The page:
While the overall U.S. unemployment rate was unchanged for November at 5.8 percent, the Latino unemployment rate declined during the same period.

Based on the U.S. Bureau of Labor Statistics (BLS), the overall Latino unemployment rate is 6.6 percent after November, which is a decline of 0.2 percent from October's 6.8 percent. In comparison to November 2013, the Latino unemployment rate declined by two percentage points, or from 8.6 percent.

According to the National Council of La Raza's (NCLR) Monthly Latino Employment Report, Latino employment opportunities came strongly in the retail sector in November with a gain of 50,200 jobs, 41,700 from administrative and waste services, 27,300 from accommodation and food services and 20,000 in construction.

The BLS data for November showed the Latino labor force participation rate at 66.5 percent, a slight increase of 0.2 percent from October. The BLS revealed that slightly more than 24 million Latinos are employed, which represents individuals over the age of 16 years old, but may include people temporarily absent from their jobs.

Meanwhile, 1.7 million Latinos are unemployed, which NCLR defined as "those who are available to work, make an effort to find a job, or expect to be called back from a layoff but are not working."

Overall, 25.8 million Latinos were identified to be in the civilian labor force, which is the total figure for employed and unemployed people.

Although not seasonally adjusted, the BLS disclosed more Latino males are employed than Latinas. Among men over the age of 20 years old, 13.5 million Latino males are employed and have an unemployment rate of 5.8 percent. Latinas, however, have a higher unemployment rate at 6.4 percent. Despite the higher unemployment rate, the figure is down from October's 7 percent while the rate for men is an increase from October's 5.1 percent. The labor report disclosed 9.6 million Latinas are employed, which is an increase from November 2013's 9.2 million.

The overall Latino unemployment rate among 16-to-19-year-olds declined from October and in comparison to November 2013. For November 2014, the unemployment rate for 16-to-19-year-olds is 16.3 percent with 928,000 employed. In October, the unemployment rate was 20.2 percent and 23.9 percent in November 2013.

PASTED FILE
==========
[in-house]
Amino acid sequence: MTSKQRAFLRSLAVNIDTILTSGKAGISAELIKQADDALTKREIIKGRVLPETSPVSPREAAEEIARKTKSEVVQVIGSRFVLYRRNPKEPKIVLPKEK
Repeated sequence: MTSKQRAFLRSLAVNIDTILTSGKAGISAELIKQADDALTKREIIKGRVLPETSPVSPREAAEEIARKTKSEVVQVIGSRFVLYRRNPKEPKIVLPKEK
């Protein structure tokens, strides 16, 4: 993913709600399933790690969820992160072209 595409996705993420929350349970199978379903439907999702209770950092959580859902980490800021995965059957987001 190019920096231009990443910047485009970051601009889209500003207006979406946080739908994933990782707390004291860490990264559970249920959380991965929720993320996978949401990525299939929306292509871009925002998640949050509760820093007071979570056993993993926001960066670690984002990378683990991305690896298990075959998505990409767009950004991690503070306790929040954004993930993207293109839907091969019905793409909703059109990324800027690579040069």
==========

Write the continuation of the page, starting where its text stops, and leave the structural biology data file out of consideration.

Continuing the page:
According to NCLR, President Barack Obama's immigration executive actions could have an impact on Latinos in the workplace. The Monthly Latino Employment Report by NCLR stated U.S.-born workers will "undoubtedly" benefit from the executive actions including higher wages and higher productivity since eligible undocumented immigrants may apply for work authorization permits. Tax contributions are also expected to increase by $2.87 billion during the first year of the executive actions and $21.24 billion within five years. Despite the gains, NCLR noted comprehensive immigration reform by Congress remains the solution to creating opportunities for undocumented workers.

"The news is good across the board," said Department of Labor Secretary Thomas Perez about the overall U.S. unemployment rate. "Growth has been strong in middle and high-wage industries over the last two years, and November saw particularly strong growth in professional and business services jobs. Auto sales are surging. Consumer confidence continues to grow. Americans are bullish about our economic future. By nearly every measure, we are in better shape than when President Obama took office nearly six years ago."


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